This adventure fully developed his coolness and courage when aroused to immediate action by any unexpected danger. This gained for Arthur the favorable opinion of his brother officers. Although he, on joining, made no mention of the circumstance, until in course of casual conversation the affair leaked out. Soon after joining he wrote to Sir Jasper informing him of his safe arrival, and to Edith a long and interesting account of his journey from Calcutta to Karricabad, in which he portrayed with faithful accuracy his encounter with a Bheel, and many other incidents which he thought likely would interest or amuse her. In describing the scenery and general features of the wild districts he had to pass through, he said:
“After traversing for miles the hot and dusty plains of Hindostan, quite unexpectedly you will come upon a tope or grove of fruit trees, planted in regular rows, with a well or tank of spring water, and a place to bathe in built in the centre, where the weary and way-worn traveller could bathe and wash away the heat and dust of the road, and cool his parched throat with a draught of the pure element, gather as much of the rich fruit as he may wish, to appease his appetite if hungry; then, in the soft mossy grass, beneath the overhanging branches which effectually protect him from the heat and glare of the sun, enjoy a sound sleep, awake refreshed and proceed on his way rejoicing. In European countries where hotels and places of accomodation are to be met with at every turn, this may appear of little moment, but in the East where there are no such places to obtain food or shelter from the powerful rays of the sun, this is an inestimable boon. On enquiring how these Topes or groves came to grow in places so far distant from any other cultivation, I was informed that they were planted by rich high caste natives, as a penance that was imposed upon them by the Brahmin priests for sins of omission or commission against their creed. By the way, I heard the other day a good story concerning these said Topes. It appears that a certain ensign of the Company’s service, who had been furnished with his commission and outfit by an elderly maiden aunt of a serious and pious turn of mind, whose positive injunctions to him on leaving England were that he was not to attempt to impose upon her with any account of dangers, difficulties, or surprising adventures that were not strictly true, for she hated liars, and would cut him out of her will if she detected him indulging in anything of the sort; but requested that he would write to her a full, true and particular account of his first battle, should he be engaged in one.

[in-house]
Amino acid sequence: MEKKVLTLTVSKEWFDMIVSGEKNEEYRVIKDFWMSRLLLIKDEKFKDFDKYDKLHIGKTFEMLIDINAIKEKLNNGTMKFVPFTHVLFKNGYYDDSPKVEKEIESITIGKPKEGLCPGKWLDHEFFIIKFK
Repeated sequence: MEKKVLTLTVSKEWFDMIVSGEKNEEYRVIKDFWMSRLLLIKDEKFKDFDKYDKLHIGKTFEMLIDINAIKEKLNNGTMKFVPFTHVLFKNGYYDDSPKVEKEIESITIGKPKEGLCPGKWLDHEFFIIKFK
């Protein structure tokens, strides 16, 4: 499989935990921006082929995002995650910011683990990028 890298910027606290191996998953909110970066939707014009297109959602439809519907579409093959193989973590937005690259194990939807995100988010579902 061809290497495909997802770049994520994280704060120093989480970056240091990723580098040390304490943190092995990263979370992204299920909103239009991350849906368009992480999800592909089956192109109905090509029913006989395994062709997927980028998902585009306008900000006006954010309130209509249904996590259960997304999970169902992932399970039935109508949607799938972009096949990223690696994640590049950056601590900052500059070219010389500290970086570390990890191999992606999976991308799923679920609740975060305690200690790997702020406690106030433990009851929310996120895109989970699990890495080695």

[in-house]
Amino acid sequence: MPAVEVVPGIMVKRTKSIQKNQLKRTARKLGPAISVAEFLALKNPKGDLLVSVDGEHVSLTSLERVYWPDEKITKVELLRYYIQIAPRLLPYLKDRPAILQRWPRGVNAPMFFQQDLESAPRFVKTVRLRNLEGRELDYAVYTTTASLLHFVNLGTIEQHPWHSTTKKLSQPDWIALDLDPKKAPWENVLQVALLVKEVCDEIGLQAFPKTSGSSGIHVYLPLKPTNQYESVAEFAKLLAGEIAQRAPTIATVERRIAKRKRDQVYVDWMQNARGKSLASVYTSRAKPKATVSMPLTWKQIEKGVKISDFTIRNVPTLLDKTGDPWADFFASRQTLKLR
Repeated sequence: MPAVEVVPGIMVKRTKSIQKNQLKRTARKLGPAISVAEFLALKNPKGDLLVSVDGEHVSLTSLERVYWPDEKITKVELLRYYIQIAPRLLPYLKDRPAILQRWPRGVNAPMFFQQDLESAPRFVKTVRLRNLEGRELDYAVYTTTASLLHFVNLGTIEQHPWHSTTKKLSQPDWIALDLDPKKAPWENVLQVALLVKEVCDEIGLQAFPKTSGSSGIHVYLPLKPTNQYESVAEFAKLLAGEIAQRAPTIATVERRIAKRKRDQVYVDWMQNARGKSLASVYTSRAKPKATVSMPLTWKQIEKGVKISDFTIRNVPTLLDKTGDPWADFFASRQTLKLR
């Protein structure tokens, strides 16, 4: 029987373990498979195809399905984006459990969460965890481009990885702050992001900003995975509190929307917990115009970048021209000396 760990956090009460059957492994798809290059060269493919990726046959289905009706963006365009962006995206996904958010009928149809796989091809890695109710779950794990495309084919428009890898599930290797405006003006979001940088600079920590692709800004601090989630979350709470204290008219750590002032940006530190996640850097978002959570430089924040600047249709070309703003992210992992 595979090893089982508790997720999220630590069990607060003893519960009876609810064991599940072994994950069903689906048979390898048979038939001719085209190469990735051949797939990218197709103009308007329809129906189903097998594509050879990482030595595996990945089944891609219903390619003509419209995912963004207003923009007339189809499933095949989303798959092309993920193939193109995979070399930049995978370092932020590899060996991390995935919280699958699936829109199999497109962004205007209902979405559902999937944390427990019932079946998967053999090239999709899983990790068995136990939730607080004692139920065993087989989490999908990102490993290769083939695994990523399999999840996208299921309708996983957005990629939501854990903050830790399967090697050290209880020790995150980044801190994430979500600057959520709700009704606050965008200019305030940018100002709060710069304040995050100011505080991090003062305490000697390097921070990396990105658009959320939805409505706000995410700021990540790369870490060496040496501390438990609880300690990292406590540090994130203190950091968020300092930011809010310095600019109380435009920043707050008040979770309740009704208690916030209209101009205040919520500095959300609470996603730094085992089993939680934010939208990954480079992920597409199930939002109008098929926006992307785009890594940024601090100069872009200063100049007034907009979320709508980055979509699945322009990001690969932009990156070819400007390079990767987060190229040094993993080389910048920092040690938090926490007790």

“At the commencement of his first campaign he wrote to the old lady a long descriptive letter, but unfortunately he did not pay sufficient attention to his orthography, and so came to grief, for one paragraph of the letter ran thus: